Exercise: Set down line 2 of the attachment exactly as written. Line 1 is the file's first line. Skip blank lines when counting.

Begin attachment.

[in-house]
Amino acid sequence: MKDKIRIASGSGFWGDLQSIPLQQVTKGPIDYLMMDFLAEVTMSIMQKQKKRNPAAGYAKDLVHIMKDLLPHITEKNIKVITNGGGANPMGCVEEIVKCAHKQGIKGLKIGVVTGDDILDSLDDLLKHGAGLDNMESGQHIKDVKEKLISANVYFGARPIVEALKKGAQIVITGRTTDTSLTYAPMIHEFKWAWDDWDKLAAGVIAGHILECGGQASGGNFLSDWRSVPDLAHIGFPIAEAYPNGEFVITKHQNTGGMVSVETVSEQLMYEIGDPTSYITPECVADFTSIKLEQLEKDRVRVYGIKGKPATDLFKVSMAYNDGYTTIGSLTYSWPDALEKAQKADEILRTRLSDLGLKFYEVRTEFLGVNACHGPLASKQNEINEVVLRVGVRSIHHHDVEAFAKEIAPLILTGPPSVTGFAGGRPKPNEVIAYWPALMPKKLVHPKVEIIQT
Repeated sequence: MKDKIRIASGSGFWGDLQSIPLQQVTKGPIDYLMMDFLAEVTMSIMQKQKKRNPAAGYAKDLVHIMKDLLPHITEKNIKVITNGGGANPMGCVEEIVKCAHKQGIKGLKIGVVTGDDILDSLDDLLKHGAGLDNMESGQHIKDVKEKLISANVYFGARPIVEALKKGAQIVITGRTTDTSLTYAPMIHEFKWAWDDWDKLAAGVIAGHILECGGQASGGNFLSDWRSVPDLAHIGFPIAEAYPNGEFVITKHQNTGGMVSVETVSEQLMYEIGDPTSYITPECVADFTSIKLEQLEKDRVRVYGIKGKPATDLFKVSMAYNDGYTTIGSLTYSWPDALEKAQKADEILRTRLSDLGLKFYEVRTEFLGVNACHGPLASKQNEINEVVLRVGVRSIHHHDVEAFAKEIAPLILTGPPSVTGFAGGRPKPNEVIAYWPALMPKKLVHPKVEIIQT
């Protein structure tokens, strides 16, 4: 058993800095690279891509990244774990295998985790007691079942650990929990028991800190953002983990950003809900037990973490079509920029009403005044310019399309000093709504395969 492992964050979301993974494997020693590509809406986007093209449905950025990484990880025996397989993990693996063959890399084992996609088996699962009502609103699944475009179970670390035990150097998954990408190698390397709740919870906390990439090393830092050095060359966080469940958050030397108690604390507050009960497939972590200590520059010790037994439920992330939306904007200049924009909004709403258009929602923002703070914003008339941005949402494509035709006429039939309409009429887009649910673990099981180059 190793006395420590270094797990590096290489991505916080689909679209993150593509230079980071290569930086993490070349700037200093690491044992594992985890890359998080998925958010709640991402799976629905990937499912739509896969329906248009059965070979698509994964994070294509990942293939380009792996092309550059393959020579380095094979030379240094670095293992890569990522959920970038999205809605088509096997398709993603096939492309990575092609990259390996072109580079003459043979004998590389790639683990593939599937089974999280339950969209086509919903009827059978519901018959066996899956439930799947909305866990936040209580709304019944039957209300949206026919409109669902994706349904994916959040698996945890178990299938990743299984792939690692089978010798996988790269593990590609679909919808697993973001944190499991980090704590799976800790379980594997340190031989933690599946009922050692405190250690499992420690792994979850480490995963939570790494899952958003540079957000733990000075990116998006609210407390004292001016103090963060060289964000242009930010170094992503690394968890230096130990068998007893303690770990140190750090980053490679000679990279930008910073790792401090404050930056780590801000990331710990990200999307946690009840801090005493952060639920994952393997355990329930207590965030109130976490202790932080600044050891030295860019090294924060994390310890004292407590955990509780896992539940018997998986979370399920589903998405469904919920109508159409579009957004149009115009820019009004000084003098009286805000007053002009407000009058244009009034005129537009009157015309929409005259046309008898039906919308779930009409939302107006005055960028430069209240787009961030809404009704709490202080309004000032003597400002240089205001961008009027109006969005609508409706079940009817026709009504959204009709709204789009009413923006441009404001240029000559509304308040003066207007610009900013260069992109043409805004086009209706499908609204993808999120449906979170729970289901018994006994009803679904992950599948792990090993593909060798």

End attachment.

Amino acid sequence: MKDKIRIASGSGFWGDLQSIPLQQVTKGPIDYLMMDFLAEVTMSIMQKQKKRNPAAGYAKDLVHIMKDLLPHITEKNIKVITNGGGANPMGCVEEIVKCAHKQGIKGLKIGVVTGDDILDSLDDLLKHGAGLDNMESGQHIKDVKEKLISANVYFGARPIVEALKKGAQIVITGRTTDTSLTYAPMIHEFKWAWDDWDKLAAGVIAGHILECGGQASGGNFLSDWRSVPDLAHIGFPIAEAYPNGEFVITKHQNTGGMVSVETVSEQLMYEIGDPTSYITPECVADFTSIKLEQLEKDRVRVYGIKGKPATDLFKVSMAYNDGYTTIGSLTYSWPDALEKAQKADEILRTRLSDLGLKFYEVRTEFLGVNACHGPLASKQNEINEVVLRVGVRSIHHHDVEAFAKEIAPLILTGPPSVTGFAGGRPKPNEVIAYWPALMPKKLVHPKVEIIQT